life lessons from festivals
Hi again -
This is the counterpart to my previous email, which shared some life principles I apply to festivals. This one is about things I've learned at festivals that are quite apt for life in general.
Consider the implications of your living space. In some festival circles, it's a big deal to feather one's nest, so to speak. In other words, to have a really glamped-out place to hang out, sleep, and such. I'm all about having a safe, cozy space to land. I appreciate a space where I can retreat when crowds and noise become overwhelming.
Beyond that, though, I don't do much in the way of luxurious spaces. The full disclosure is that I'm a bit lazy. But the more important reason is that I've realized I connect and engage more when I don't have the perfect landing pad in the form of my camping space.
Instead, I rely on the event. Many festival organizers work really hard to create intentional spaces, such as lounge areas, temples, altars, domes, fire pits, and so on. Not to mention that many of these events are held on beautiful properties. Rather than schlep gear to make a temporary living room, I pack a tarp and a blanket so that I can lie on the ground somewhere.
Many of the best moments I've had at festivals were because I didn't have a luxurious camping setup. The lack of it pushed me out to the actual event, where I participated more. I've been pulled into impromptu dance parties, drum circles, life-altering conversations.
the festival and life lesson:
Don't let your home space be so comfortable (physically, energetically, etc) you never leave it. Get out and about. Take advantage of the spaces available to you. Or just sit outside. Read a book. Watch clouds. You'll encounter people. You have the option to engage.
Don't feel beholden to a schedule. Lots of the events have big schedules of music, workshops, parties, and other gatherings. Where I tend to go, the choice can feel like deciding among Kundalini and Zen meditation and ecstatic dance AND sacred geometry AND homesteading ANDplantwalksANDmindfulnessAND AND AND....
It can be a lot to take in. The tendency is to make yourself choose a single option, often in advance, for the peace of mind of not having to decide anymore.
And what seems to happen is that you second-guess that decision, agonizing about all the other options, all the way until the moment the workshop starts. I've done that enough times to recognize it's not helpful!
Now I have a different approach. I look at a schedule in advance, and I note whatever options are most interesting, knowing that it's impossible to attend all of them. Once I've done that, I DON'T CHOOSE. I just sit with those options.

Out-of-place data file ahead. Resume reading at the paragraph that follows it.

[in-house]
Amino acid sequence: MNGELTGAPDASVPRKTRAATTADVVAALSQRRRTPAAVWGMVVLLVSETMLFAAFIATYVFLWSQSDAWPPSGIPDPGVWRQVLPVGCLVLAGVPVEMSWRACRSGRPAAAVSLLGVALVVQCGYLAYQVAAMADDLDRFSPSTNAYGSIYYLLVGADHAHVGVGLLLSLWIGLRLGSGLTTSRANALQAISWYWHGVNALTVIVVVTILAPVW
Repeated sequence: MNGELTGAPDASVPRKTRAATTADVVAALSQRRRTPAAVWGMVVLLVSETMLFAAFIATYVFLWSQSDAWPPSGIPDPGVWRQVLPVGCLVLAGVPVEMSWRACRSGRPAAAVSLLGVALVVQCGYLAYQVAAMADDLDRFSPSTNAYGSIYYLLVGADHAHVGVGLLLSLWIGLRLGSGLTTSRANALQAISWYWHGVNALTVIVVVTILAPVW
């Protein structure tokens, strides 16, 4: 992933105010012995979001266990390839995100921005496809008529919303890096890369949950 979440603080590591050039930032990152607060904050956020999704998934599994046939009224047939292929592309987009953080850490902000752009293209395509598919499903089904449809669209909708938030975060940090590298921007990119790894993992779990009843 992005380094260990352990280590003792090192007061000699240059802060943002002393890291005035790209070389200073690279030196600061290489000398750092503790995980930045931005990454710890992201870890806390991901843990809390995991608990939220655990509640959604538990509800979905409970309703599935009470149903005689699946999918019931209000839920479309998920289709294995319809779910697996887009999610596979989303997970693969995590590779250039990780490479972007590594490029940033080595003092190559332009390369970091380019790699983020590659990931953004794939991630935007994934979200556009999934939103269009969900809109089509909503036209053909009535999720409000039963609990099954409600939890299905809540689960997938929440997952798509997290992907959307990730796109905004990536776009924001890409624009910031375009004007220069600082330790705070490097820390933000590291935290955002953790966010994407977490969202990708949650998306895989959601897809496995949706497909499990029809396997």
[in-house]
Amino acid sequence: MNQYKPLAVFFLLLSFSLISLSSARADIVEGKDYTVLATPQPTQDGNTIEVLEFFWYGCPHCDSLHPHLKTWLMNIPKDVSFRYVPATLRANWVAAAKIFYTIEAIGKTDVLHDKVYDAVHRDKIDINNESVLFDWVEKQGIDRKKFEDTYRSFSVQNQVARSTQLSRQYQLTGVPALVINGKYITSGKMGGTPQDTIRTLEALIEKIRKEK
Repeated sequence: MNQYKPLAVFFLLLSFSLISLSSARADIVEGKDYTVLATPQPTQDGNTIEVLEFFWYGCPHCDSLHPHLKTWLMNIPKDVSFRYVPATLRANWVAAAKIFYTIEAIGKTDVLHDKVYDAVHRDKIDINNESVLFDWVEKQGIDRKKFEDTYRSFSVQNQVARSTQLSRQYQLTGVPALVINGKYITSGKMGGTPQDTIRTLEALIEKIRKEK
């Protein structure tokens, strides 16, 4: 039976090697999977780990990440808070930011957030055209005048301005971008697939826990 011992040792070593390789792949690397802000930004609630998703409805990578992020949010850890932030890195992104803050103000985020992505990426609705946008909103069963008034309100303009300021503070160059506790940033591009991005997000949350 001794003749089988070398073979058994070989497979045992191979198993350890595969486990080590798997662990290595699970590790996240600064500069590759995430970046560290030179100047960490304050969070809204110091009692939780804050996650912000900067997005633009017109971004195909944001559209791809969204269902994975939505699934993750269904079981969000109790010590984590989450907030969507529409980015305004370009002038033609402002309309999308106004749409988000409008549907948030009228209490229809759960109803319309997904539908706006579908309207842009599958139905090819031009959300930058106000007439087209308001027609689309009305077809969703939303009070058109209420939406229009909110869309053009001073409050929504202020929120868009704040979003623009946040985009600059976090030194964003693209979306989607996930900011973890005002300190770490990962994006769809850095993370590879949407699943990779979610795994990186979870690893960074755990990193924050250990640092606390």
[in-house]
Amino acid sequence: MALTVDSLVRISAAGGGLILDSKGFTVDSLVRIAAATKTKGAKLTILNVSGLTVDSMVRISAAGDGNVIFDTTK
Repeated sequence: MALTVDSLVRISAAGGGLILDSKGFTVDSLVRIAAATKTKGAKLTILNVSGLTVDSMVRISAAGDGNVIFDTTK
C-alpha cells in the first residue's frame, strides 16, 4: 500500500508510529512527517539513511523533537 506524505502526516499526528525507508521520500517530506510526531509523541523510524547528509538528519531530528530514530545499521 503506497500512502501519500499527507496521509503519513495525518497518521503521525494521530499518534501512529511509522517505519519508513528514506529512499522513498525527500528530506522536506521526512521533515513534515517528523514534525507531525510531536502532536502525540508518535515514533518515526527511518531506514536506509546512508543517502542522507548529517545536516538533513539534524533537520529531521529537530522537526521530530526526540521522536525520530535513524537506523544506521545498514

When do I make the choice? Usually in the moments, or maybe hour(s), leading up to the workshop. Why? Because I stay more present that way. Once I'm at the event, I might see a beautiful workshop space where I feel inspired to spend a lot of time. I might meet someone who shares something compelling about a certain facilitator—or even meet a facilitator who is very compelling. I might decide on a certain band, but then find that the crowd is really unpleasant, so I go somewhere else. I might have a conversation that changes my perspective. I might be so content lying on my blanket that I skip all the workshops I considered as options.
You get the idea, right? I don't pressure myself. Not to mention that in this whole process, I've wasted absolutely NO time or energy on second guesses.
the festival and life lesson:
Allow yourself to be in the flow. You don't have to commit to everything in advance. How often do you force yourself to choose when you're not truly ready, and before the choice is actually necessary?
Sometimes committing to something is a great way to support an intention. I attended a workshop recently, for which I'd registered a month in advance. I had an amazing time, finally experiencing something that was really important.
But, if you feel pressured about having many, many options, and you don't have to commit in that moment, just...don't. Allow spontaneity, just as you support intention.
What have YOU learned from festivals? I like to learn.
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